As graduation day approaches for many college students, my colleague Megan Pluskis and I have decided to examine the different paths we took to our eventual meeting at Siegel+Gale—where we now sit just a swivel-roll away from each other.
Information architecture means different things at different places. Here, it requires a writer at heart, with a penchant for organizing and mapping information—often large volumes of it. We have information architects who focus on digital wireframing and content development, and some who streamline paper experiences and processes.
I’ll be honest. When I first made the transition from more traditional copy and brand writing to information architecture, I wondered if the job would be creative enough. For anyone used to group brainstorms, big headlines and talk about taglines, a content analysis spreadsheet may initially make you want to pass out. But, if you give it a minute, sometimes you can see a smiley face.
A group of students from University of Oregon, my alma mater, visited our office during the One Club’s Creative Week. They got me thinking not only about that old “Info Hell” class I had to take once upon a time, but also what I had learned over the last decade.
Should you have an advertising portfolio in hand and a dream in your heart, consider these skills that will help you in any corner of the workforce:
Being sketchy. The best writers are visual thinkers, and the best designers have a way with words. We help each other out all the time. In information architecture, being able to visualize workflow maps, put a matrix into place or chart information is a great asset. It’s not that far off from thinking of how an image might be able to say more than a headline.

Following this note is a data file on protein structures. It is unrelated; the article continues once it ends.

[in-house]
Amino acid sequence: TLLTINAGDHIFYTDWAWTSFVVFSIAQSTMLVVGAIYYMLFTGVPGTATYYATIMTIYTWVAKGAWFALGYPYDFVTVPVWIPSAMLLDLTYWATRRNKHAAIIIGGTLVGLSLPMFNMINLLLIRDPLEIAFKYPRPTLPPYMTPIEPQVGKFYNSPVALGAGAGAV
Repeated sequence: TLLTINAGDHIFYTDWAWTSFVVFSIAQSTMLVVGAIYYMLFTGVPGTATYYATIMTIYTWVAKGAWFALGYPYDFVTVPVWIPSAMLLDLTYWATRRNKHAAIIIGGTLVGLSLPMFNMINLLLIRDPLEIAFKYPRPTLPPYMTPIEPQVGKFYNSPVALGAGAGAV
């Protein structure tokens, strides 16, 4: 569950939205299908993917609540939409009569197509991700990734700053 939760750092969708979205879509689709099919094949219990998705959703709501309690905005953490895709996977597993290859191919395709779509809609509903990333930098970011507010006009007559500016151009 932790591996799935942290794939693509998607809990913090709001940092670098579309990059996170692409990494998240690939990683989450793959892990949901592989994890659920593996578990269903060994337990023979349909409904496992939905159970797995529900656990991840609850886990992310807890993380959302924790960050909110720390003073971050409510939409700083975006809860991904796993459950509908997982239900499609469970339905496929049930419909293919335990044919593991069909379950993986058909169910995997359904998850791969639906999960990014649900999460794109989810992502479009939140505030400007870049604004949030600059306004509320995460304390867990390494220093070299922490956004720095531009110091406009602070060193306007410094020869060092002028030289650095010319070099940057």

Having a love of language. If you think it’s fun to rearrange a single sentence 10 different ways, if you have a point of view on hanging prepositions and if you get excited about finding the perfect word, then you’re meant to be a communicator. Good communicators are not only writers, they’re foundational to strategic, creative and account teams.
Telling good and simple stories. Writing a perfect tagline is like poetry, and information architecture also values the art of reduction. The ability to be clear, simple and compelling will always get you noticed.
Not getting stuck. There’s always more than one way to solve a problem. Being able to produce a line-up of ad campaigns, explore different customer journeys and make a process out of solving problems means you can always move forward. When you’re able to switch between perspectives, try something different and not toil too long when an idea isn’t working, you’re adding to the creative process.
Being able to easily talk about your work. Presentation is just as important as creation. When you believe in your thinking (without being righteous about it), can explain your rationale and talk with passion about what you do every day, you’ll shine.
By the way, we’re hiring. If any of this sounds fun to you, see our open positions.
Jennifer Eggers is a senior information architect for the Siegel+Gale New York office.